Sixty pages into The Hospital Suite, cartoonist John Porcellino is already grappling with his own mortality. He’s taken a few spills, is dizzy and can’t keep food down. His bones are visible through his skin. In a few well-placed lines, the artist perfectly captures his own deathly visage peering back in a bathroom mirror. The words “I’m dying” appear in a thought bubble above his head. A few pages later, after another unfruitful trip to the hospital, he’s back at the mirror when he hears a clinking sound in the sink porcelain below, as his wedding ring falls from his finger because of his rapid weight loss.
“When I got out of the hospital, I had splurged and bought all of these books, and one of them was Our Cancer Year,” Harvey Pekar’s beloved 1994 autobiographical comic, Porcellino explains by phone. In it, Pekar recounted a story remarkably similar Porcellino’s own wedding ring experience. “I was reading it and I was like, ‘Damn! Pekar beat me to it!’ As soon as it rolled under the sink, I knew it was going to be in the comic. It was a really important thing that happened. I knew I would just put the story in there and I would have to put the story about reading Our Cancer Year in there as well.”
True to his word, both stories made it into The Hospital Suite, a book length recounting of years worth of health struggles out later this month from Drawn & Quarterly. Porcellino is best known for his mini-comix, published as King Cat Comix. His minis are often simple koan-like meditations on life. The Hospital Suite is a fairly unique one in the beloved and devotedly independent cartoonist’s catalog, not just for its relatively long length, clocking in at 250 pages, but for the manner with which Porcellino approached the extremely personal—and often scary—subject of his own wavering health. This year marks the 25th anniversary of Porcellino’s King Cat series — which makes the series a fairly strong contender for the title of the longest running self-published mini-comic.
But The Hospital Suite was a long time in the making. “I drew it last year,” Porcellino told PWCW. “It was very satisfying to finally sit down and finally draw out the scene that was in my head for 16 years. I’ve always know for all these years—assuming I survived—that I was going to write this scene, the one where it falls off and the scene where I get mad. That was very satisfying to put it down on paper.”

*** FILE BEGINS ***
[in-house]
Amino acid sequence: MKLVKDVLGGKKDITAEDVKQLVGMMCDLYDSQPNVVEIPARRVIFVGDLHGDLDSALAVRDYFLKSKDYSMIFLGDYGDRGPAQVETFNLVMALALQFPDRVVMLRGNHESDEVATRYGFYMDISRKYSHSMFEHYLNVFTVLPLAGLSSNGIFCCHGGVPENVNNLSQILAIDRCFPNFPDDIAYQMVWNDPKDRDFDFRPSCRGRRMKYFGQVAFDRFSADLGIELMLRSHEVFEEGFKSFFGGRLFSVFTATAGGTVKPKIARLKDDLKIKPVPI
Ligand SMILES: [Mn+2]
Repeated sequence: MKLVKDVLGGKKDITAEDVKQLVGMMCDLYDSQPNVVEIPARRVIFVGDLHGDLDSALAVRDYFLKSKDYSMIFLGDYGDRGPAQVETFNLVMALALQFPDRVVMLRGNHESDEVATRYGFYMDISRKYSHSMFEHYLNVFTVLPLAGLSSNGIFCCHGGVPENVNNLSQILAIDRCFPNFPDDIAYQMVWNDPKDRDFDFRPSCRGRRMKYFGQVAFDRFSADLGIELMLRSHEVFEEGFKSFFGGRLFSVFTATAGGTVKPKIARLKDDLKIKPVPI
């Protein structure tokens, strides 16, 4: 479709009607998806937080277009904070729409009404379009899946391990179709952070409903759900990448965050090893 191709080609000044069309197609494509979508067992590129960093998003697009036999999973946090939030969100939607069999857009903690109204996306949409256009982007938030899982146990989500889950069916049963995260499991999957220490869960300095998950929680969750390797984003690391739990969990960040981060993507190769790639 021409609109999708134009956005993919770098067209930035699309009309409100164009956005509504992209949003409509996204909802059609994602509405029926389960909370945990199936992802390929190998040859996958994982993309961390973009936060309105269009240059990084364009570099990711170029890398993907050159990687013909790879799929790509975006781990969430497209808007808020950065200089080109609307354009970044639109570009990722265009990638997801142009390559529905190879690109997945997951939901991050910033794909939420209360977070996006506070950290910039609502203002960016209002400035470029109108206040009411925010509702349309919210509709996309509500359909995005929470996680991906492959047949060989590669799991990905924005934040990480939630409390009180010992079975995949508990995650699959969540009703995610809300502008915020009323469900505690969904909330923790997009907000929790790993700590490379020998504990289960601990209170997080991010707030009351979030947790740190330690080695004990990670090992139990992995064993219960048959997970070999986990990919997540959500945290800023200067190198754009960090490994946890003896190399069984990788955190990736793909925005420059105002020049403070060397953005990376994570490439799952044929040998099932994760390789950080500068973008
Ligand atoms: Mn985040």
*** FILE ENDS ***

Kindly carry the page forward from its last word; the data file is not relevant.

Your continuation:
In spite of the artist’s long-standing openness to discussing personal issues in the series, Porcellino has largely avoided the topic of the health battles that landed him in hospital bed numerous times over the years. “I kind of obliquely referenced this stuff here and there in King Cat,” he explains. “Obviously my really good friends were privy to that stuff, I kind of kept it quiet a little bit. I’m not really sure why, because I’m kind of open to discussing whatever in my comics. I think in a weird way, I didn’t really know where my health issues were going.”
In the book, Porcellino’s agonizing pain is unable to be diagnosed for months, leading to the weight loss. Other sections of the book deal with his other health and diet issues and his struggle with OCD.
While he knew all along that the stories would eventually make their way onto one of his characteristically minimalist comics pages, but from his first hospital stay in the late 90s to this year’s publication of the book, the process took nearly two decades. “I have the notebook from when I was first hospitalized in 1997 and got home and instantly wrote out a synopsis,” the cartoonist adds. “I made a little calendar with the dates of surgeries and tests. I knew somewhere down the line that I would probably make a comic of this. So it took 17 years to finish it, but that’s how it is with comics.
“When I was in the midst of this stuff, I had no idea what was going to happen,” he continued. “I was more concerned about making it to the weekend than turning it into a comic. To me it was a paradox a little bit. Usually in my comics I’m willing to leave the end hanging, and many of them end with no clear conclusion or direction. That’s a choice that I make artistically because life often doesn’t have clear-cut endings or conclusions. It doesn’t get tied up in a neat little bow.”
In recent years, Porcellino’s conditions have improved to the point where he’s felt comfortable enough to travel again, taking part in the ever-growing number of independent comics shows across the country and world that are playing growing role in the abilities of small press cartoonists to make a living with their art. This month, the artist will find himself celebrating his 46th birthday at the Small Press Expo (SPX) in Bethesda, Maryland, an event that will also serve as the celebration of King Cat’s 25th anniversary, the premiere of the Kickstarter-funded Porcellino documentary Root Hog or Die and the debut of The Hospital Suite.
The book is also the cartoonist’s most ambitious self-contained work to date. “It feels really good to have just gotten it out of my system,” says Porcellino. “The book is three individual stories, which definitely tell a complete narrative but they definitely overlap. Originally my thought was to do three small novellas. But I didn’t want to be the guy who every year puts out a new book about all of the terrible things that happen to him. And for myself, I just wanted to deal with it all in comics form, get it out there and move on.”
Twenty-five years into King Cat’s existence, Porcellino still has plenty to move on to, including issue 75 of his beloved zine as well as a continued focus on longer pieces. “I still have a couple more collections under my belt that we could put out,” he says of future projects. “And I’ve got a handful of longer stories that I’ve been working on for quite a while in pieces here and there. They’re more appropriate for a longer form work, and I think that’s what [I’m] going to focus on, more longer work like The Hospital Suite.”